College Admissions – A Picture (or Video) is Worth a Thousand Words
If you’re someone who makes a better impression in person than on paper, applying to college just got easier
COLLEGES AND UNIVERSITIES HAVE BEEN using YouTube videos to attract students for years. (The popular “Why Choose Yale?” video was featured in The New York Times and has been viewed more than 500,000 times.) But now some schools are turning the tables and encouraging students to submit videos with their applications.
This year, Tufts University (MA), along with George Mason University (VA) and St. Mary’s College (CA), became the first colleges in the country to allow applicants to submit videos that “say something about them.” Tufts accepts videos as a supplement to the application, while George Mason and St. Mary’s accept them in place of a written essay (good news for those of you who hate to write!). George Mason asks students to “send us your videos and tell us (and the world) why Mason is the perfect match for you,” while St. Mary’s reminds students to “consider your audience.”
Other colleges may not specifically ask for videos, but most accept whatever students choose to submit. The admissions office at Dartmouth College, for example, recently discontinued paper applications; online applications make it easier for admission officials to click on links to student blogs, videos and personal websites.
At Tufts, more than 1,000 students included one-minute video essays in their applications; some got thousands of hits on YouTube, with fans lobbying for their favorite ones. (Admissions representatives, though, have assured students that online fans, comments and campaigning don’t influence admissions decisions.)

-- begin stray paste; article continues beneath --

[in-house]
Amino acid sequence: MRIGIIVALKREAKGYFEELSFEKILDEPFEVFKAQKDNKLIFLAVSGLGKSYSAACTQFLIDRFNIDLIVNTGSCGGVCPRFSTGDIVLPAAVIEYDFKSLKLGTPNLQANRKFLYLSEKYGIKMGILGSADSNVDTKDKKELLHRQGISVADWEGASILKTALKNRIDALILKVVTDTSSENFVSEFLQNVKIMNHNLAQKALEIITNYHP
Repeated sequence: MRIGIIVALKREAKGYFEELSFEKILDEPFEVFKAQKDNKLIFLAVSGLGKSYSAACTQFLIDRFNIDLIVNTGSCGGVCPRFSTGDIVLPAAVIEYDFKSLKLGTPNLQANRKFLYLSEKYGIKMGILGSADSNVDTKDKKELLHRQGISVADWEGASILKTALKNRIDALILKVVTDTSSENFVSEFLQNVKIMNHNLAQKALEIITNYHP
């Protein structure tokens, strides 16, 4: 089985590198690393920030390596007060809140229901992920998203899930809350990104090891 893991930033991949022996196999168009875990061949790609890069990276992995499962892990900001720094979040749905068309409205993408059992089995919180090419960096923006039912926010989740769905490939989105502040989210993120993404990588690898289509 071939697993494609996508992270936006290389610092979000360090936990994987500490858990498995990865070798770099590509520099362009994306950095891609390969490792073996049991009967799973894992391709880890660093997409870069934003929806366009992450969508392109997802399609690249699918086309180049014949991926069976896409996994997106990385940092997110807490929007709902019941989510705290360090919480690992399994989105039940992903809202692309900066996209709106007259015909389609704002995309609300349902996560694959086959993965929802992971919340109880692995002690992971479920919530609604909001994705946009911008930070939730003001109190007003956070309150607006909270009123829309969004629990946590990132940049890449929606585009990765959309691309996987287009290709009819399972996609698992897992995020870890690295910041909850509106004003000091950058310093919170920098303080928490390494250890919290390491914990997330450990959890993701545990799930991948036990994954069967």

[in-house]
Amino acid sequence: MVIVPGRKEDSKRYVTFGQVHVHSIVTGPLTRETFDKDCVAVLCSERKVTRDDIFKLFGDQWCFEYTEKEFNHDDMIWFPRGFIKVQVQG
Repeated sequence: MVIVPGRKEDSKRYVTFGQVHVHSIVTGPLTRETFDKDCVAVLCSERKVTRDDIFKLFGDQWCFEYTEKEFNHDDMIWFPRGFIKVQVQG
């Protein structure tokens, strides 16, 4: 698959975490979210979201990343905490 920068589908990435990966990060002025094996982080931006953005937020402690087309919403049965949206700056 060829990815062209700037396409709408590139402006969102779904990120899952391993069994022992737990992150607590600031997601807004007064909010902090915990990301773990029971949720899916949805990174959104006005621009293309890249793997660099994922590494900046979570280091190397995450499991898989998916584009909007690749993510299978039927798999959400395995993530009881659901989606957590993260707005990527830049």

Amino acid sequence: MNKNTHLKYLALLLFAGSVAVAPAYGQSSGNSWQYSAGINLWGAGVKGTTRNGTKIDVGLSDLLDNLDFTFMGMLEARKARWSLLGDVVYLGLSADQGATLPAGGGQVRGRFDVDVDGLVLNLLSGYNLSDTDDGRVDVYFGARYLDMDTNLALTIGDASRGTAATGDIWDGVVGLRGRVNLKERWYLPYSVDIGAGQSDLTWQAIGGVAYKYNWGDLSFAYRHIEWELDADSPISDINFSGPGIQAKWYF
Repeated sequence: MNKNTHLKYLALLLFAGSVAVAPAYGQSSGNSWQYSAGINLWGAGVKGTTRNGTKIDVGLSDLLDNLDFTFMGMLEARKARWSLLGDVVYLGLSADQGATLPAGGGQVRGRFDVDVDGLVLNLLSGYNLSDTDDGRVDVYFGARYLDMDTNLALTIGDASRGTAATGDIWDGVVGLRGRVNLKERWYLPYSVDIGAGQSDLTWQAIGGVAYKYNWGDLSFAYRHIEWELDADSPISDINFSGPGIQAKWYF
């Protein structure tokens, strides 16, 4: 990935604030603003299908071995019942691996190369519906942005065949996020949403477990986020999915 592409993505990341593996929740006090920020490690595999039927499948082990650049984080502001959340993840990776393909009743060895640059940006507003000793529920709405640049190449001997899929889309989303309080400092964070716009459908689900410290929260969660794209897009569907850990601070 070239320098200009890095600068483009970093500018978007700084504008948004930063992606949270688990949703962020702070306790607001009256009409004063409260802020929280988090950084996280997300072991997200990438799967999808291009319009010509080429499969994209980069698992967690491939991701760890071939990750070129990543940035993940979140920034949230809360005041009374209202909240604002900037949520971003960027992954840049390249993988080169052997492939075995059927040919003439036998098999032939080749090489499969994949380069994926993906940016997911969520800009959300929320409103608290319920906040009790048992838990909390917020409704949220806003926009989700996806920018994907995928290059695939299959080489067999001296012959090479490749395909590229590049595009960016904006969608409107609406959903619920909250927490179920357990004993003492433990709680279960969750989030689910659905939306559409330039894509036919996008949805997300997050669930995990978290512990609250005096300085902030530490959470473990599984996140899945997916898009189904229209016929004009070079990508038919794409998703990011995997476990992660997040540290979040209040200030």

Like the written essay, the video is yet another way to express your personality in your application. So don’t worry if you don’t have a high-tech camera or didn’t take a class in videography. Admissions officers merely want a chance to get to know you, and they don’t expect a professionally made video.
What are they looking for in a video? Enthusiasm, creativity, wit or leadership, among other traits. Show (rather than tell) why you want to go to that specific school and why you’d make a great addition to the incoming class. In the application video she sent to Tufts, entitled “In My Shoes,” Rhaina Cohen uses her shoes (with photos and set to music) to illustrate some of the more important moments in her life, like meeting Hillary Clinton. Michael Klinker designed, built and flew a small, motorized blue elephant (Tuft’s mascot) in his video.
Keep in mind that admissions officers view applications holistically,giving the most weight to your academic record and test scores. That being said, if your grades and test scores do little to reveal the “true you,” consider creating a video that does just that. It could make the difference in a close case between you and other candidates. Have fun and be creative. You don’t have to be an actor or a production whiz—just be yourself.